And now for the other angle... cam angle that is! Cam retard showed -10. Well I had marked the rotor position very accurately before pulling the distributor, and it dropped back in perfectly. Absolutely 110% positive it did not get it a tooth off! Square shaped, tight fitting hold-down is not adjustable. Not beyond a few degree basically flex it. I rounded out the hole enough to adjust it to zero. No change in how it runs. But now I'm wondering if the timing chain jumped a tooth to make that -10? Like maybe that super charge of coolant into the oil made it jump? LOL That slimy milky crap was all through the intake, all the way out to the air breather! But after cleaning out all the slime, carbon buildup was nothing beyond normal, and I saw no signs of fuel leaking at the 6 legged spider. I'll peak in there with my bore scope next I guess. And check the fuel pressure. Maybe it got shell shocked. Or maybe I've created a problem there. But, anyone have thoughts on a quick way to confirm valve timing without digging into the cover? I will try working the crank and watching the rotor and see if there is a lot of slop. I'm baffled by the fuel trims being driven negative. I even tried unplugging upstream 02 sensors - no difference in misfire. Would bad valve timing = missing air expected = lean out the fuel trims?? Timing chain jump doesn't seem likely to me at all. But the -10 at distributor, and the 120 compression makes me wonder! And again, under decent throttle it seems to run normal. No plug wires crossed... oh wouldn't that have been nice! Thanks if you managed to read all this. Will update what I find : ).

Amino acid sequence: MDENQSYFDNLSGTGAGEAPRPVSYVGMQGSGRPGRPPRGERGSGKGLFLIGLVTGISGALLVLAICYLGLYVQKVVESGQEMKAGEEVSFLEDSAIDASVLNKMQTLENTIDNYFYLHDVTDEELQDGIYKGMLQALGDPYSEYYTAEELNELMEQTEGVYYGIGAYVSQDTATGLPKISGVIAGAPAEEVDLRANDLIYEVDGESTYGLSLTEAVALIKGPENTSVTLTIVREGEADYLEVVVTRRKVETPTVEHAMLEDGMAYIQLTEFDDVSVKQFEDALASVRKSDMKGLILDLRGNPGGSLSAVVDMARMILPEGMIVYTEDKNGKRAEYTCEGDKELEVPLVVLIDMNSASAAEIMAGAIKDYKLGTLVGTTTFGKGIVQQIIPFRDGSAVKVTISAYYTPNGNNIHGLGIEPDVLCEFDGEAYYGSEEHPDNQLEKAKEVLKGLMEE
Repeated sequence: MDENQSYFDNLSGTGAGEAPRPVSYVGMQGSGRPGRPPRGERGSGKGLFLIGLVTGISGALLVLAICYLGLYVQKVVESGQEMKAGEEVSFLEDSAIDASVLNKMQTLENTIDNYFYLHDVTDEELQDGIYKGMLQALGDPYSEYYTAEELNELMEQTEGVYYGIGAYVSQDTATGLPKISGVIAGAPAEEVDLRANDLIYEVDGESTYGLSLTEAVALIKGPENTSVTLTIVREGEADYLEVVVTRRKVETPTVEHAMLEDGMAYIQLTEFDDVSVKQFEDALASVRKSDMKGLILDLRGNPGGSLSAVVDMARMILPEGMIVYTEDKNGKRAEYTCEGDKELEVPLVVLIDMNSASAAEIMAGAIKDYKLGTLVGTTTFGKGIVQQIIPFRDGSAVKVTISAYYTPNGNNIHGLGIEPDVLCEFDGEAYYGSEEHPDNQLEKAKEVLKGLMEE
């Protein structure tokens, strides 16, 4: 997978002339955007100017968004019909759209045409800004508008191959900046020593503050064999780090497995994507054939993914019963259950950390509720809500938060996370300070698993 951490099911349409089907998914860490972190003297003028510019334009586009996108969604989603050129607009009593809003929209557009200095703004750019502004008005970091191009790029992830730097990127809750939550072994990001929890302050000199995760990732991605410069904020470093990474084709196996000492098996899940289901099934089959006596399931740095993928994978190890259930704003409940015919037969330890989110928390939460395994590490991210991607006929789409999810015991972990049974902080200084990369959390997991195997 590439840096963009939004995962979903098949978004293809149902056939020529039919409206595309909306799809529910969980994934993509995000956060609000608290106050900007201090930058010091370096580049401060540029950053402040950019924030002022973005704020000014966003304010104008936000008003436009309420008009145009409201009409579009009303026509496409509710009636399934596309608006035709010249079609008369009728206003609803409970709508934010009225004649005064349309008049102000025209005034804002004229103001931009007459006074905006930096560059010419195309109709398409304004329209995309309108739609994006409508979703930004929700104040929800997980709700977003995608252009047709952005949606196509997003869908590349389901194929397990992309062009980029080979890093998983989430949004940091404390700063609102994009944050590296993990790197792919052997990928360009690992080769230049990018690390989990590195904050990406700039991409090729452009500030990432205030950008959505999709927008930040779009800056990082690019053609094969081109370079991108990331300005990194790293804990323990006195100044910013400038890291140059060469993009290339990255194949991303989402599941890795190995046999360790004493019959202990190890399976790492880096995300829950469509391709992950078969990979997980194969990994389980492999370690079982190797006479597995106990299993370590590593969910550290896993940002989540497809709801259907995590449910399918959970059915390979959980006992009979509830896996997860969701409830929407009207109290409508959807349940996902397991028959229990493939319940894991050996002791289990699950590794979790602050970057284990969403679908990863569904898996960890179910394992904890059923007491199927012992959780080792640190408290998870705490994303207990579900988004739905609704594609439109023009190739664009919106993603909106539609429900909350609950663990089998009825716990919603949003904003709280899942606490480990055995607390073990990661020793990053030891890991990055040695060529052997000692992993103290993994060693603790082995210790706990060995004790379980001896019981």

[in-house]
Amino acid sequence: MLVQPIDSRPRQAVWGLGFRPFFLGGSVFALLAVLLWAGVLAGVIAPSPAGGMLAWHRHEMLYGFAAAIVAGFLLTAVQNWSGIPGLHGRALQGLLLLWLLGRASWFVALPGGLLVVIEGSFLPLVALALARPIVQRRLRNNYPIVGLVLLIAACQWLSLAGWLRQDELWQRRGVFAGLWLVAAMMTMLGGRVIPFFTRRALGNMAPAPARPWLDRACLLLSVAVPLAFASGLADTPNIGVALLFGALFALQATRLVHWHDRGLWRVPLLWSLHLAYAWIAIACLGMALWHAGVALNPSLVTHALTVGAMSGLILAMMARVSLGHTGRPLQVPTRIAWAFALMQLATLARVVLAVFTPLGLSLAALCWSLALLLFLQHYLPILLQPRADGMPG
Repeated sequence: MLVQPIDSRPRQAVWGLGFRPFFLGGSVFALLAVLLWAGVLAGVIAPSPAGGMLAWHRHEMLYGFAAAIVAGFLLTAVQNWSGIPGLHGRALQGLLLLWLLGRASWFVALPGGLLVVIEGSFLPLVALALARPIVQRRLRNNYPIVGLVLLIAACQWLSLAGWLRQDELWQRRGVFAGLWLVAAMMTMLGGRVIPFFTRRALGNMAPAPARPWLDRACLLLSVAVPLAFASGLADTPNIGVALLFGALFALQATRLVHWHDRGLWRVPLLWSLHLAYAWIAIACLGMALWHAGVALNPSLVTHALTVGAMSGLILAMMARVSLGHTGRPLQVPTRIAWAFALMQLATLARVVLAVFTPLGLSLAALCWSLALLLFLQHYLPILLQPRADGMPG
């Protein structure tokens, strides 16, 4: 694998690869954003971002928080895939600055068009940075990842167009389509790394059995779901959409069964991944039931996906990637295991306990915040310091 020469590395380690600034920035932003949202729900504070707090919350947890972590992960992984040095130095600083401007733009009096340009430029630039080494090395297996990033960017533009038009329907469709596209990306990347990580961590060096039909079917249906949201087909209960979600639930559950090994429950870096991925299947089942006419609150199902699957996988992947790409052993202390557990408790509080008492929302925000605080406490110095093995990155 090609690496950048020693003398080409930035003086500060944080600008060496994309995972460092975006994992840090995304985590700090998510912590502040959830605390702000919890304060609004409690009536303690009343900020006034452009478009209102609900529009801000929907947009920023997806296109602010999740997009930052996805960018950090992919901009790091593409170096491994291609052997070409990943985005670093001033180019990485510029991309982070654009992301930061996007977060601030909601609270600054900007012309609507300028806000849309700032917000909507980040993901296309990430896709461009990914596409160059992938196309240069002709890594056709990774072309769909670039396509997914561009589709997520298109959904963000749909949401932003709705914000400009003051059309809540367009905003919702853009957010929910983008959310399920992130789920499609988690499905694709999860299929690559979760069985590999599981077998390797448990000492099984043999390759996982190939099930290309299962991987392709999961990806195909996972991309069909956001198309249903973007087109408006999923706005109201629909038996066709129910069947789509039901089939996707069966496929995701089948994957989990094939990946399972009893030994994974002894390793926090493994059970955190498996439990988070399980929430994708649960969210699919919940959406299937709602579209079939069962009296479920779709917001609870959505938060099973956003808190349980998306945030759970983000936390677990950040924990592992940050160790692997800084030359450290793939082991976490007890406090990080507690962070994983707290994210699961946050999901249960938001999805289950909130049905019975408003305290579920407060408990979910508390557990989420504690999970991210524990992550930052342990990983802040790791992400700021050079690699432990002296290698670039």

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07-09-2016, 03:37 PM
Post: #2
RE: 2001 silverado 4.3 V6 auto... QUICK method to check valve timing?? Rough and rich a
Have a lot of experience with the 4.3 engine (have a fleet of Astro vans) so sounds like you are headed in the right direction, although I have never seen a 4.3 jump a timing chain, and I have many pushing 300k miles.

Here's the only "quick check" I can come up with. There are at least two timing marks in the crank pulley. (some have three) To line up the distributor properly one of those marks must be aligned to the timing case mark that's at the 1 o'clock position and the other must be at the timing case casting mark around the 4 o'clock position. (check with a mirror if needed) The reason for multiple marks is in the van version you have to work from the bottom because there's no clear sight-line from up top. When two marks line up then you put the distributor in at it's mark. The ECM does the rest provided you are not off a tooth. If you are off a tooth or the chain is stretched out the ECM can only correct for maybe 10 degrees before turning on the CEL. If you choose the wrong crankshaft mark you open a can of worms. The right timing to see with a scan tool will be in the +10 to +20 range at idle, so you could be one tooth off and the ECM can only make up so much.